Pragmatically, for microbiome health, this may mean avoiding environmental stressors on the microbiome related to a modern industrial lifestyle (pharmaceuticals, processed foods, stress) and embracing your nature as a creature of the outside.

 

Of course, you might be wondering, what does this mean for the oft-told therapeutic effects of our beloved fermented foods? The good news is, they’re still healthy. Just perhaps not in the way we might think. Tune into our next segment as we drill down into their potency and effect.

 

Until next time!

 

 

 

 

 

 

 

Image Credit: Ideas.Ted.Com

 

(1,17,18,22) Hoffman, D. et al. (2013). Are Changes to the Common Rule Necessary to Address Evolving Areas of Research? A Case Study Focusing on the Human Microbiome Project. Journal of Law, Medicine & Ethics. Summer: 41(2): 454-469

 

(2,15) Lappe, M. & Landecker, H. (2015). Sociology in an age of Genomic Instability: Copy Number Variation, Somatic Mosaicism, and the Fallen Genome. Genetics, Health and Society. Published online: 16th July 2015: 157-186 https://doi.org/10.1108/S1057-629020150000016006

 

(3) O’Mahoney, S. (2019). Access online. https://www.independent.ie/life/health-wellbeing/modern-medicine-is-like-the-medieval-church-37749518.html?fbclid=IwAR2_N_wXwlbixDLHns3-IqwGVlJweuejGy_kuLbIqRMtykCNdY5jyDnCyTk

 

(4,5,16) Ozdemir, V. (2018). Microbiome Special Issue: Food, Drugs, Diagnostics, and Built Environments. OMICS A Journal of Integrative Biology. 22(2): 89

 

(6,7) Saxena, R. et al. (2018). Microbiomics in the Molecular Era: A Bird’s Eye View into the Future of Personalised Medicine. Acta Scientific Microbiology. 1(8): 2581-3226

 

(8,21) PRNewswire. (2018). Global Human Microbiome Modulators Market: Focus on Non-Dairy Supplements, Drugs, Applications, 15 Countries Data, Pipeline Product Mapping, and Competitive Landscape – Analysis and Forecast, 2018-2023. Published online 12/12/2018 https://www.prnewswire.com/news-releases/global-human-microbiome-modulators-market-focus-on-non-dairy-supplements-drugs-applications-15-countries-data-pipeline-product-mapping-and-competitive-landscape–analysis-and-forecast-2018-2023-300764238.html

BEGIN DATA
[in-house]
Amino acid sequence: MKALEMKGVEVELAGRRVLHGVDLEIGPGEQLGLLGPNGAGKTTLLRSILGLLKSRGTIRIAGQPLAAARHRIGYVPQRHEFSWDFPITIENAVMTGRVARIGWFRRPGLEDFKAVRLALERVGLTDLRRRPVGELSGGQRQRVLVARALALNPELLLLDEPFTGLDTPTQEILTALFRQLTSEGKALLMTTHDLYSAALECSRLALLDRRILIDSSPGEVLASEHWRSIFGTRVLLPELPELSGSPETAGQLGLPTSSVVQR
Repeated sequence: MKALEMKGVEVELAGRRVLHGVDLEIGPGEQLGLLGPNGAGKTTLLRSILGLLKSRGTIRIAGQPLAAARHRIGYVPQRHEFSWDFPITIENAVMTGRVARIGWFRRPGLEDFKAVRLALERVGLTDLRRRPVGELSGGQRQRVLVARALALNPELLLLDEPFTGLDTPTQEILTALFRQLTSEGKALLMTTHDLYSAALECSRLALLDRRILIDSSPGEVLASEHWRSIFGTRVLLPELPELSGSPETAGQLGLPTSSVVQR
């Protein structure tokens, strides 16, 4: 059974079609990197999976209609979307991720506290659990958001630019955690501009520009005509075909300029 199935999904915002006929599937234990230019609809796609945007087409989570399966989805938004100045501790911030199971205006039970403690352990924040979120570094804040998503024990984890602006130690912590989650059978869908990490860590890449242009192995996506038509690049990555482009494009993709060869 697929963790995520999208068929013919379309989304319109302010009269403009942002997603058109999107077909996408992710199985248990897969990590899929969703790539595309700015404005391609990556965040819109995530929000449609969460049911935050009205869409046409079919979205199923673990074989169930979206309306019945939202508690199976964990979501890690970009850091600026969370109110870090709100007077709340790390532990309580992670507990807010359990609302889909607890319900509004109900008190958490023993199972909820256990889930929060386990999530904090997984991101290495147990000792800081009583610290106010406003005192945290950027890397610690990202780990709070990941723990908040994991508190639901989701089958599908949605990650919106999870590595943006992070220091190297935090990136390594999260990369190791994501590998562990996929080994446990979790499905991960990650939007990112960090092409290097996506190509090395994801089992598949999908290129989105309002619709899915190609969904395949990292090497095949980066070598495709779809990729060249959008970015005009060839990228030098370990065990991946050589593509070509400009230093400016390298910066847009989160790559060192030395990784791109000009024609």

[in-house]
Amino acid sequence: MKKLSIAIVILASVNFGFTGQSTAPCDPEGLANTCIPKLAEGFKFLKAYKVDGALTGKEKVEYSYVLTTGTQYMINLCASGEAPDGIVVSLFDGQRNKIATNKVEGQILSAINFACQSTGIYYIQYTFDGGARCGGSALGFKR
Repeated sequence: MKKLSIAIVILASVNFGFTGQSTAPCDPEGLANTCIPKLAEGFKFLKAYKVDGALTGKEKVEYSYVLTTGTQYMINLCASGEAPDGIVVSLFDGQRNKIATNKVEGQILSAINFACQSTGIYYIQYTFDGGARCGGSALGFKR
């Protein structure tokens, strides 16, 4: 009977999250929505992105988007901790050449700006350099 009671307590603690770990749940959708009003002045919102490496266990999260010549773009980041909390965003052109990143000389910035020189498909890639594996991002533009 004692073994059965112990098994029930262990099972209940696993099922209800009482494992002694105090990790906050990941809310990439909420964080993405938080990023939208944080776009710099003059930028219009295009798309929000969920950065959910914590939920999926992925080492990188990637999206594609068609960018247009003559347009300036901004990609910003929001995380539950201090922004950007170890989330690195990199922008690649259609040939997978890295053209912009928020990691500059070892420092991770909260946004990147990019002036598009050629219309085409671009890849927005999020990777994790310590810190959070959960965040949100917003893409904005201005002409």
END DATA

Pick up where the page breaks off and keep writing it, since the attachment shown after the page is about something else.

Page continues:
(9) Schnorr, S. et al. (2016). Insights into Human Evolution from Ancient and Contemporary Microbiome Studies. Current Opinion in Genetics and Development. 41: 14-26

 

(10) Subramaninan et al. (2014). Persistent Gut Microbiota Immaturity in Malnourished Bangladeshi Children. Nature 510: 417–421

 

(11) Blackman, L. (2016). The New Biologies: Epigenetics, the Microbiome and Immunities. Body & Society. 22(4): 3-18

 

(12) Rook, G. et al. (2017). Evolution, Human-Microbe Interactions, and Life History Plasticity. The Lancet. 390: 521-530

 

(13) Blaser, M. (2014). Missing Microbes. London. Oneworld Publications.

 

(14) Proctor, L. (2018). The NIH Human Microbiome Project: Catalyst for an Emerging Field in Biomedical Research. Published online 12/02/2018.

 

(19) Crow, D. (2018). Microbiome Research in a Social World. Cell 172: 1143-1145

 

(20) ElRakiby, M. et al (2014). Pharmacomicrobiomics: The Impact of Human Microbiome Variations on Systems Pharmacology and Personalized Therapeutics. OMICS A Journal of Integrative Biology. 18(7): 402-414

 

(23,26) Ekmekciu I, von Klitzing E, Fiebiger U, et al. (2017). The Probiotic Compound VSL#3 Modulates Mucosal, Peripheral, and Systemic Immunity Following Murine Broad-Spectrum Antibiotic Treatment. Front Cell Infect Microbiol. 2017;7:167. Published 2017 May 5. doi:10.3389/fcimb.2017.00167

 

(24) Michail S, Kenche H. (2011). Gut microbiota is not modified by Randomized, Double-blind, Placebo-controlled Trial of VSL#3 in Diarrhea-predominant Irritable Bowel Syndrome. Probiotics Antimicrob Proteins. 2011;3(1):1-7.

 

(26) Bibiloni, R. et al (2005). VSL#3 probiotic-mixture induces remission in patients with active ulcerative colitis. American Journal of Gastroenterology. 100(7):1539–1546

 

(27) IBD Relief. Accessed online. https://www.ibdrelief.com/

 

 

 

by | Feb 5, 2019 |